• Uncategorized

Seven Great Open Government Data Sources

If you’re thinking about Open Government data (or writing a Windows 8 app that uses open data), then here are seven more sites to add to your list of data sources.

    POPVOX tracks all of the bills in Congress, and how members vote. If you sign up and give your information, the site will track how your representative and senators vote on bills.
  2. OpenCongress
    Here’s a fantastic tool for paying attention to Congress, despite its editorializing, OpenCongress also lets you follow the money trails by industry sector
  3. Poligraft
    Give Poligraft the text to an article, press release or blog post, and it will provide an “enhanced view” of the people, organizations and their relationships. For example, enter the URL to a political story, and it will filter the story for points of influence, campaign donations and individuals referenced in the story.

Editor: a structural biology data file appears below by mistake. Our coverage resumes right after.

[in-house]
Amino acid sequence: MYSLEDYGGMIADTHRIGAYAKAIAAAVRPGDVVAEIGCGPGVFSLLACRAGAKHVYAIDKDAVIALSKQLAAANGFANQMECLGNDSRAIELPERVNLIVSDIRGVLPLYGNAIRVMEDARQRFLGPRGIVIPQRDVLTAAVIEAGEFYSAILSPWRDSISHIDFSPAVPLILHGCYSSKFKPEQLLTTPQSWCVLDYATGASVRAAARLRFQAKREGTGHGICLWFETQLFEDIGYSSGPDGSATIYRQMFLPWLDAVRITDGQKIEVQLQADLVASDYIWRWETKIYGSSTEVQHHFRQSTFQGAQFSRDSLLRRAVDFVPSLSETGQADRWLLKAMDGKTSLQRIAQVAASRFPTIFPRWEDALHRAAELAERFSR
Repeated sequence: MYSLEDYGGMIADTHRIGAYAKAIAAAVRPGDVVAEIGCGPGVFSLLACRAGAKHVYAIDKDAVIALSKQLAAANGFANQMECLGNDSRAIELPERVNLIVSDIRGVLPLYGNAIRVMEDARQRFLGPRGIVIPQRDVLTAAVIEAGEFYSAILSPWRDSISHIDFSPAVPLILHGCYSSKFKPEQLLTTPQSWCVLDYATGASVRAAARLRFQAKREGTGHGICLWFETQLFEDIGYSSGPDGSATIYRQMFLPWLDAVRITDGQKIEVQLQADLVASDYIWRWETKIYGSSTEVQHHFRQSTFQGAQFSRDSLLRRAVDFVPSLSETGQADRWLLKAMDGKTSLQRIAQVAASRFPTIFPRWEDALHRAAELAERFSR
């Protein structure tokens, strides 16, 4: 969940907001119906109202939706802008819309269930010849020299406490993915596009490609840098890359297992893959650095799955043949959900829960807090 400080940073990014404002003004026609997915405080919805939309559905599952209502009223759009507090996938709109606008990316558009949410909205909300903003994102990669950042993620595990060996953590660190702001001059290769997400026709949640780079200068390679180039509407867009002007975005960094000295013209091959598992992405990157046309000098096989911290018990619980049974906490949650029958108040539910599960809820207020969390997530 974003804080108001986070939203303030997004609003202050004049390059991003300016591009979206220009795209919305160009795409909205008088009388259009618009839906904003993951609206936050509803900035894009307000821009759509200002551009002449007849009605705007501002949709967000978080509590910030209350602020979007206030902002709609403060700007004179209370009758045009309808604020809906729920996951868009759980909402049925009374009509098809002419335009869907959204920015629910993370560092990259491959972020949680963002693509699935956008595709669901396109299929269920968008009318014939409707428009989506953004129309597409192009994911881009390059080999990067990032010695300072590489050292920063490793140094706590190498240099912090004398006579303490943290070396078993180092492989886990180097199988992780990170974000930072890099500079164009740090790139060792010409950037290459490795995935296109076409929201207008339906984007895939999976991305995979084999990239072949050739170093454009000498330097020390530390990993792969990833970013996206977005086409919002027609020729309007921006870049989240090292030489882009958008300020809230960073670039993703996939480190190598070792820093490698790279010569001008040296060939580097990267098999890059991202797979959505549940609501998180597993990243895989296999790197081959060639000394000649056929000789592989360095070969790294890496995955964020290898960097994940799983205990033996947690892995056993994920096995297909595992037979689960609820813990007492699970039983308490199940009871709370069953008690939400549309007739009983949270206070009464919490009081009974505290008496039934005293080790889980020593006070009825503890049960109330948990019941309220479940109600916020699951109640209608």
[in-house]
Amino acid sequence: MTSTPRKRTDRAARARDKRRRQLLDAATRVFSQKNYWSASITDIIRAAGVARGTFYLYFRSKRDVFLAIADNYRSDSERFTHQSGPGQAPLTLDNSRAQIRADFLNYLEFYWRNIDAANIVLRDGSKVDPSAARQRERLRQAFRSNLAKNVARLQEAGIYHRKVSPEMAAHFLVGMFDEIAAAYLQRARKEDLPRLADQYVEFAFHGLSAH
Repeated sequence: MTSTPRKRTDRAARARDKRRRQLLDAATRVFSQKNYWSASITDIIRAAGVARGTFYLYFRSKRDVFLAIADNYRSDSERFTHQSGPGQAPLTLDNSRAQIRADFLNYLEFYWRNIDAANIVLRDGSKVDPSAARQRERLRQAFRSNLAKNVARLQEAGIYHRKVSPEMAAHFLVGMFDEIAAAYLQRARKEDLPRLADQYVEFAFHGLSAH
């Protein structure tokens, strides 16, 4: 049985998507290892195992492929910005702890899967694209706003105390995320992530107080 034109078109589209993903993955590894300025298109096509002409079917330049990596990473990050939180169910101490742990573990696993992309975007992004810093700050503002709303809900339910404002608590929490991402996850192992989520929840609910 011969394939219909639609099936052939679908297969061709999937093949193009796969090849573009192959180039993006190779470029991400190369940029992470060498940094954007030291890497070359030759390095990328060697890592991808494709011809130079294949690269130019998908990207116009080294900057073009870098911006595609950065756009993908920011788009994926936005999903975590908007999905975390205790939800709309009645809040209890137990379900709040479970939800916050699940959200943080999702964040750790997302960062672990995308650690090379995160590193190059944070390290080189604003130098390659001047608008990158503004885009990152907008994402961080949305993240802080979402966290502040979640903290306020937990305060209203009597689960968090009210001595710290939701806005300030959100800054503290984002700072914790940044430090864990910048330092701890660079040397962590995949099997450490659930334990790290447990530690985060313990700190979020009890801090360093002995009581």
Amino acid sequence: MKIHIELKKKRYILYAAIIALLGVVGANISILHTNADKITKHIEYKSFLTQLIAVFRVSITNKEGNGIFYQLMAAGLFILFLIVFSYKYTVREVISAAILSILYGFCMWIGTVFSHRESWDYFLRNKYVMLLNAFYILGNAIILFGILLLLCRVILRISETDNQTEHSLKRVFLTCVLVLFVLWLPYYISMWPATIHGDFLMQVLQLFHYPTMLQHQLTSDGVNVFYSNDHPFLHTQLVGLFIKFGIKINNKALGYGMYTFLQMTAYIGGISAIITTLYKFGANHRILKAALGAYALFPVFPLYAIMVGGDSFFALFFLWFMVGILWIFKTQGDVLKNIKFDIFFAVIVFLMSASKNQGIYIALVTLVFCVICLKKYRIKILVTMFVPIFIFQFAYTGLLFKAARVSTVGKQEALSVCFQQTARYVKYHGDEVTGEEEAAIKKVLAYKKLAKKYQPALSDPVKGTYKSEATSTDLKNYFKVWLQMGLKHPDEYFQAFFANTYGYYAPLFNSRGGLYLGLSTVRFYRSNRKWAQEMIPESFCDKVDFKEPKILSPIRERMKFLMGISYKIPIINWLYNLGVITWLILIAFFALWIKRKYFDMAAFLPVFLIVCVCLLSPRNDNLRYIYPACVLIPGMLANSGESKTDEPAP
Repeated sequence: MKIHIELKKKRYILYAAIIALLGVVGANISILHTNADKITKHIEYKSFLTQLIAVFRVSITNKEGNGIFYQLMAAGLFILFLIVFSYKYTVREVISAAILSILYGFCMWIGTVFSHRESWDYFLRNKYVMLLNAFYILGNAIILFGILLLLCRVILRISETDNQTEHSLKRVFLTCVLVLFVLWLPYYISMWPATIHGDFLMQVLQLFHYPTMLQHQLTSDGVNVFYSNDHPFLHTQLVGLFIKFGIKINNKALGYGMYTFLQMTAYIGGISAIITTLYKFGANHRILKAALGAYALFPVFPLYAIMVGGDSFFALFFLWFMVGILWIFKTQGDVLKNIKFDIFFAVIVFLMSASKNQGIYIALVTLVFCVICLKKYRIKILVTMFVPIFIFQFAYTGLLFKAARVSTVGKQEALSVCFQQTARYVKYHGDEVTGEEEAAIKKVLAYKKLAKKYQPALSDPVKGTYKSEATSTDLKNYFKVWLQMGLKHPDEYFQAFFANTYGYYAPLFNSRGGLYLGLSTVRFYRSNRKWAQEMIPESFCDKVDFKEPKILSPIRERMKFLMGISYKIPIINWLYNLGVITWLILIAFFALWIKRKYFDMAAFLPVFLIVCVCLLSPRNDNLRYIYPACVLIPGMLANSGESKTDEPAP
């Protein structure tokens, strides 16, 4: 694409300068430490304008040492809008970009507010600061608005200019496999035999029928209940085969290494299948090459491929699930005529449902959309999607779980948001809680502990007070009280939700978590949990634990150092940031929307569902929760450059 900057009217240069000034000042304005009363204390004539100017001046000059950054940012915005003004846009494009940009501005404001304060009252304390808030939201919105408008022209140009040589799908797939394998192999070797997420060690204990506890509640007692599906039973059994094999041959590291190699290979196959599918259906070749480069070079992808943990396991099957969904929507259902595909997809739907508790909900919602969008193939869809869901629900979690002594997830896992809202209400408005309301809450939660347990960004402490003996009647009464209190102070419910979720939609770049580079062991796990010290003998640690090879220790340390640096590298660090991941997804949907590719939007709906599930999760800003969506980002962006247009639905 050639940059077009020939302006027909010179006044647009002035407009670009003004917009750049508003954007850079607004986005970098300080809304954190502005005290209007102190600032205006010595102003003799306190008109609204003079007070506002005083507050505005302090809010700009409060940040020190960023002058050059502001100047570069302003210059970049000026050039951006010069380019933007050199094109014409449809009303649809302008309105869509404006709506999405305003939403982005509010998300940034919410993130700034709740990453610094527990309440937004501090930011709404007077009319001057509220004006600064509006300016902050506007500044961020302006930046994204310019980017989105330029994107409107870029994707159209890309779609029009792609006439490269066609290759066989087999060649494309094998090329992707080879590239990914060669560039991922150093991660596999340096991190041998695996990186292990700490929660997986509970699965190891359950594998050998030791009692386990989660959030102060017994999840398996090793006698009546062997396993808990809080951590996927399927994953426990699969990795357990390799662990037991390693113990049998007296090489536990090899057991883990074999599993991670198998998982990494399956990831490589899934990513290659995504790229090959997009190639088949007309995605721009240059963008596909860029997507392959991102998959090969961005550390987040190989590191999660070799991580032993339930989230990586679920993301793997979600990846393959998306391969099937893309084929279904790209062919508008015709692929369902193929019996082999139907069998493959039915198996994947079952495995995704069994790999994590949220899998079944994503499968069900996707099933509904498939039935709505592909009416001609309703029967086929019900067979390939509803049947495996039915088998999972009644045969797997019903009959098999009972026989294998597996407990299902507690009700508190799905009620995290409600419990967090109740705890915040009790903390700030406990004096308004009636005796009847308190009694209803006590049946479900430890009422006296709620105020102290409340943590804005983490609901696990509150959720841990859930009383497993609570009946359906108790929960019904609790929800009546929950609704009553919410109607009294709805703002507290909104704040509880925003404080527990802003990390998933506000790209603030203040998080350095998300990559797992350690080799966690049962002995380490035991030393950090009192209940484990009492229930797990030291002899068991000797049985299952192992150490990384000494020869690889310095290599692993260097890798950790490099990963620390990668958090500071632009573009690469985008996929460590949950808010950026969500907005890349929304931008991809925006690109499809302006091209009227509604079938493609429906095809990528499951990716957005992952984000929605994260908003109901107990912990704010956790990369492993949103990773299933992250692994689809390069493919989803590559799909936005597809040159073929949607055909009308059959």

4. OpenSecrets.org
    The OpenSecrets.org site is a treasure trove of information for tracking the influence of money on U.S. politics.
  5. MuckRock
    Ever thought about filing a Freedom of Information Act (FOIA) request? The folks over at MuckRock have. In fact, they’ve filed more than 1,000 requests and received more than 30,000 pages of government documents.
  6. Federal Register
    Want to see what executive orders are coming from the White House, or rules being proposed by federal agencies? Then you’ll want to take a look at the Federal Register. The U.S. government posts notices, proposed rules, rules taking effect and “significant documents” for public inspection.
  7. Follow the Money
    Finding out who’s spending what, and how.

[found via ReadWriteWeb]